Installing a Radiant Barrier in your Attic is a Simple DIY Project
If you’re happy to do your own home improvements and you can use a staple gun, then you’ll be able to install a green energy barrier to keep your home cool in summer and warm in winter. In fact it is such a simple process, you may be forgiven for wondering why you didn’t do it yourself years ago.
Most people have ordinary insulation installed in their roof attics. That’s the stuff that’s made from fiberglass or cellulose. But get this clear right before you start; radiant barriers are not intended to replace regular insulation. They help to reduce radiant heat loss or gain specifically – they don’t reduce conductive heat efficiently. But by reducing radiant heat, they make traditional insulation much more effective.
- Inside a Near Zero Energy Home - BIRA
The Net Zero Energy Home use energy efficient features like radiant barrier, high performance windows, pv system and more.
- How To Keep Your House Cool Without Air Conditioning
If you are building a new home invest a couple of thousand more in insulation, radiant barrier attic insulation
- Why Don't builders Install Radiant Barriers?
What am I talking about? Radiant barriers. They install in attic spaces and reduce radiant heat transfer by up to 97%. Reducing energy bills up to 40%.
Information on the renewable energy and energy efficiency research, education, training, and certification activities of the Florida Solar Energy Center (FSEC)
Radiant barriers are made from aluminum, and you need a good quality material that is double-sided, durable and strong. It shouldn’t tear when you start cutting around vents. Also, you always want to use a perforated product that breaths to keep from trapping moisture.
So, step number one is to work out how much material you need. If you can’t do the math your dealer will help you. The only tools you need are a staple gun and a standard utility knife for cutting.
Then go home and simply staple your radiant barrier up to the bottom of the rafters. This is the preferred method in hot climates. In colder climates, you can lay the foil directly over the attic insulation. It is not a complicated process, so don’t complicate it by over thinking it. Remember that for a radiant barrier to be effective, it doesn’t have to look pretty. It really doesn’t matter what the radiant barrier looks like, if you get the foil between the roof and the insulation it is going to work.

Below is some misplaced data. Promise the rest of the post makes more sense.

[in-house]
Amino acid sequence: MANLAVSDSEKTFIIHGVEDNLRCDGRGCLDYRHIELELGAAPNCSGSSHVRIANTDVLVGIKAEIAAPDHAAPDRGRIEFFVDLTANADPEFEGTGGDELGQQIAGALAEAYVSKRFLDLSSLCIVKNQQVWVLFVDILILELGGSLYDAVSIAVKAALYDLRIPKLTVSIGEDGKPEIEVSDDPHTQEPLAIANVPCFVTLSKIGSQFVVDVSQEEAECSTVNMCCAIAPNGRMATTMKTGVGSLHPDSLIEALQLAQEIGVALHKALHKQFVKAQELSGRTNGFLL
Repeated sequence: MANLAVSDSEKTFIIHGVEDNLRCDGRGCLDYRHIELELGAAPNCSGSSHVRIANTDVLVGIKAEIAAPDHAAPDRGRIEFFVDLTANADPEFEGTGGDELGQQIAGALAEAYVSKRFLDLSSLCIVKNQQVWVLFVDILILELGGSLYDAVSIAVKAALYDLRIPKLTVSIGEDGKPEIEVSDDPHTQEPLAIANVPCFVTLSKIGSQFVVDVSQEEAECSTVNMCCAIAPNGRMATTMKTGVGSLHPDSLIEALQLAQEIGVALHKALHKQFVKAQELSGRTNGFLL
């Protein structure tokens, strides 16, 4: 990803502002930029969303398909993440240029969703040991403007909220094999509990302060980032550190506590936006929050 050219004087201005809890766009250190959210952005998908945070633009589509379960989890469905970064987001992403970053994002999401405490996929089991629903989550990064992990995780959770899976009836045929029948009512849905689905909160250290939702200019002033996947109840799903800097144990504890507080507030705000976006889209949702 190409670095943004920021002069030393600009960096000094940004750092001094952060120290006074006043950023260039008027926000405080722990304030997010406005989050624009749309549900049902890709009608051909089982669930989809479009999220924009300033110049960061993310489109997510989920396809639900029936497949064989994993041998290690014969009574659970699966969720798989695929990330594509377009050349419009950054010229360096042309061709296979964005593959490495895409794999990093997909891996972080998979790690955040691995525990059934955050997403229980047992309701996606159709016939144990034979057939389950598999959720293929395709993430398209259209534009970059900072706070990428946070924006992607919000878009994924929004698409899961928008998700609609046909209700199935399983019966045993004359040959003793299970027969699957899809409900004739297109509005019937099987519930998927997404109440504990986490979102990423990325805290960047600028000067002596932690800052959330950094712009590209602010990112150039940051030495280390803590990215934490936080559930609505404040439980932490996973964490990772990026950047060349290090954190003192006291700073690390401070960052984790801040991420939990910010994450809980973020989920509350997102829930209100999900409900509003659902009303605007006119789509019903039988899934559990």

Okay, so now you’re in the attic – hopefully on a nice, cool day. Start working from the bottom. If the wall that is parallel to your rafters is 40 feet, that’s how long the first run must be. Leave a small space between the floor and the edge of the foil – this will allow fresh cool air to flow up behind the radiant barrier. Then staple three to four times into every second rafter. You can staple into every one if you like, or every third one, depending on the spacing of the timbers.
It takes the pros about five minutes to staple-up a 40 foot run. Their motto is to “cover as much as you can, as fast as you can”.
When you reach vent pipes, simply cut around them. Make the cut about six inches bigger around any combustible pipes, like hot water heaters.
When the first run is in place, start on the second, overlapping the foil by about two inches. When you get to cross supports you’ll have to wrap the foil around them. If you use the truss as a cutting board, it’s a quick and easy process. Cut a T in the foil and wrap. Remember it isn’t supposed to be airtight because foil is like shade … it has a cumulative effect.
Run the foil all the way up and leave a 3-6 inch space at the top. Hot air will rise and leave the attic through this gap. This method will significantly reduce heat gain into your home.
More by this Author
The Kitchen is an important room in most homes, it’s where families cook and eat together. When considering a new kitchen layout it’s important to understand the pros and cons of each.
Thinking about installing a radiant barrier under your shingles? A radiant barrier can be an extremely effective way of reducing heat gain in your home and increasing energy efficiency - but as with so many things, it...
countertop There are many different types of stone countertops that are offered on the market. One of the most popular nowadays is limestone. In the past couple of years, limestone has become an increasingly popular...